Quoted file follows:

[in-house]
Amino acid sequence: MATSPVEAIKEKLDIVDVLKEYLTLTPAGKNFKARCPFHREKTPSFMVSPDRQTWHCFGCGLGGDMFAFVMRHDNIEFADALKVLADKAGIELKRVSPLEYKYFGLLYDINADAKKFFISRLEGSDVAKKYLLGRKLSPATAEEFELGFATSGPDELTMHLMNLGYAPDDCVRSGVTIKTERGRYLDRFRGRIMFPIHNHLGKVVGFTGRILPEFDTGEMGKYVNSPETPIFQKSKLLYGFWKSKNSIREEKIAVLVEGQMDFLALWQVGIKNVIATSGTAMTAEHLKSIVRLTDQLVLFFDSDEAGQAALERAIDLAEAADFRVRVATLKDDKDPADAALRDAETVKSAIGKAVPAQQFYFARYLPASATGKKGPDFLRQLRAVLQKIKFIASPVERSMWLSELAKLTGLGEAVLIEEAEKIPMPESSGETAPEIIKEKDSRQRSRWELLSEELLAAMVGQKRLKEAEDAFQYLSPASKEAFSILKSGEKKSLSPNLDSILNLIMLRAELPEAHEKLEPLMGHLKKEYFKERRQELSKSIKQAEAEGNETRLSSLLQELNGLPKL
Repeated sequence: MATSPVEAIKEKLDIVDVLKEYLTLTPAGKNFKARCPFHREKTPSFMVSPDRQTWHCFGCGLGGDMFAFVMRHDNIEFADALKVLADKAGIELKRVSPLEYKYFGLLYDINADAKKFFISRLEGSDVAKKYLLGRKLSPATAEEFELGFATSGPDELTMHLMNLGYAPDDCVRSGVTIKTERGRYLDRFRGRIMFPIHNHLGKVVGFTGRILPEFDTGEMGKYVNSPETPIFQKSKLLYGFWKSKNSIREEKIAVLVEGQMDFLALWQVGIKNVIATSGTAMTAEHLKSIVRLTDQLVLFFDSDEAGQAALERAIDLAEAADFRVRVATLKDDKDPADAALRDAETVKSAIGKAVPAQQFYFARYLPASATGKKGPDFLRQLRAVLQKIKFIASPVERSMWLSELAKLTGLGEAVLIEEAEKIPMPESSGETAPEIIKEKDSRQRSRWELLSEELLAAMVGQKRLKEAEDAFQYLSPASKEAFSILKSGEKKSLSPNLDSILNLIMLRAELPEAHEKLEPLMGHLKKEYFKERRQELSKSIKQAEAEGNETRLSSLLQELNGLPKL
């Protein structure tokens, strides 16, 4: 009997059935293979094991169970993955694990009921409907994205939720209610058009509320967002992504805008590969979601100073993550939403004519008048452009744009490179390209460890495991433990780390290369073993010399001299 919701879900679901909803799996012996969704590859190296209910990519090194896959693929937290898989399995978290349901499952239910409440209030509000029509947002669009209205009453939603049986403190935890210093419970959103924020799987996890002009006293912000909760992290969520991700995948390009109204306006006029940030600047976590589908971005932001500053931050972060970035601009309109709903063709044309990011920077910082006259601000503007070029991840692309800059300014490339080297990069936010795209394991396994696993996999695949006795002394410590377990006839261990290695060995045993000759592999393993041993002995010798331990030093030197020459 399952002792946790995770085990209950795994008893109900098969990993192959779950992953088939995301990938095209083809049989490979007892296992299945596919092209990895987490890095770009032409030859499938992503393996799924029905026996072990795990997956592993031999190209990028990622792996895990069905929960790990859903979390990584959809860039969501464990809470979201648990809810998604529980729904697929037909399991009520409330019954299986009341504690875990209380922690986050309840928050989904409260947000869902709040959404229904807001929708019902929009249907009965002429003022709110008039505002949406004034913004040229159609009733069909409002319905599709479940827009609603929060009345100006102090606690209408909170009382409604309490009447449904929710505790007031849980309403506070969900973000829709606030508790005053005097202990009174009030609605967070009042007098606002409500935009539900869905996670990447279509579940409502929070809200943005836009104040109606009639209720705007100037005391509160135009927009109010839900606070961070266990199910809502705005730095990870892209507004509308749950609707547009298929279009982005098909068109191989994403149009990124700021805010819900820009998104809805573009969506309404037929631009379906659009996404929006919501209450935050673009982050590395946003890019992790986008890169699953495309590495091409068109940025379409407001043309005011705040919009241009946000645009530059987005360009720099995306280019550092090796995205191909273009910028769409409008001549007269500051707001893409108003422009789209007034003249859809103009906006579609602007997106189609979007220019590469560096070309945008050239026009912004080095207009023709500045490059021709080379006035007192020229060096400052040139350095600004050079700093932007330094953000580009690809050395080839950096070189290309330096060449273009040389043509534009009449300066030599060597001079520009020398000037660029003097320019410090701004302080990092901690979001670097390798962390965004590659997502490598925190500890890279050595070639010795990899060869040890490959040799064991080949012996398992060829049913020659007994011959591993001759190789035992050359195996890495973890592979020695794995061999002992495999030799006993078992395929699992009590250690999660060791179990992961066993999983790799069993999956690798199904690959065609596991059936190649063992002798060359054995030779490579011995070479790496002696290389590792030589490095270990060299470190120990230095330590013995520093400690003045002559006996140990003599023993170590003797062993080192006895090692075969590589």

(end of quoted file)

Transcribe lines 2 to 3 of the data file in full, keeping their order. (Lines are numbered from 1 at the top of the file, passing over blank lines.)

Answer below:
Amino acid sequence: MATSPVEAIKEKLDIVDVLKEYLTLTPAGKNFKARCPFHREKTPSFMVSPDRQTWHCFGCGLGGDMFAFVMRHDNIEFADALKVLADKAGIELKRVSPLEYKYFGLLYDINADAKKFFISRLEGSDVAKKYLLGRKLSPATAEEFELGFATSGPDELTMHLMNLGYAPDDCVRSGVTIKTERGRYLDRFRGRIMFPIHNHLGKVVGFTGRILPEFDTGEMGKYVNSPETPIFQKSKLLYGFWKSKNSIREEKIAVLVEGQMDFLALWQVGIKNVIATSGTAMTAEHLKSIVRLTDQLVLFFDSDEAGQAALERAIDLAEAADFRVRVATLKDDKDPADAALRDAETVKSAIGKAVPAQQFYFARYLPASATGKKGPDFLRQLRAVLQKIKFIASPVERSMWLSELAKLTGLGEAVLIEEAEKIPMPESSGETAPEIIKEKDSRQRSRWELLSEELLAAMVGQKRLKEAEDAFQYLSPASKEAFSILKSGEKKSLSPNLDSILNLIMLRAELPEAHEKLEPLMGHLKKEYFKERRQELSKSIKQAEAEGNETRLSSLLQELNGLPKL
Repeated sequence: MATSPVEAIKEKLDIVDVLKEYLTLTPAGKNFKARCPFHREKTPSFMVSPDRQTWHCFGCGLGGDMFAFVMRHDNIEFADALKVLADKAGIELKRVSPLEYKYFGLLYDINADAKKFFISRLEGSDVAKKYLLGRKLSPATAEEFELGFATSGPDELTMHLMNLGYAPDDCVRSGVTIKTERGRYLDRFRGRIMFPIHNHLGKVVGFTGRILPEFDTGEMGKYVNSPETPIFQKSKLLYGFWKSKNSIREEKIAVLVEGQMDFLALWQVGIKNVIATSGTAMTAEHLKSIVRLTDQLVLFFDSDEAGQAALERAIDLAEAADFRVRVATLKDDKDPADAALRDAETVKSAIGKAVPAQQFYFARYLPASATGKKGPDFLRQLRAVLQKIKFIASPVERSMWLSELAKLTGLGEAVLIEEAEKIPMPESSGETAPEIIKEKDSRQRSRWELLSEELLAAMVGQKRLKEAEDAFQYLSPASKEAFSILKSGEKKSLSPNLDSILNLIMLRAELPEAHEKLEPLMGHLKKEYFKERRQELSKSIKQAEAEGNETRLSSLLQELNGLPKL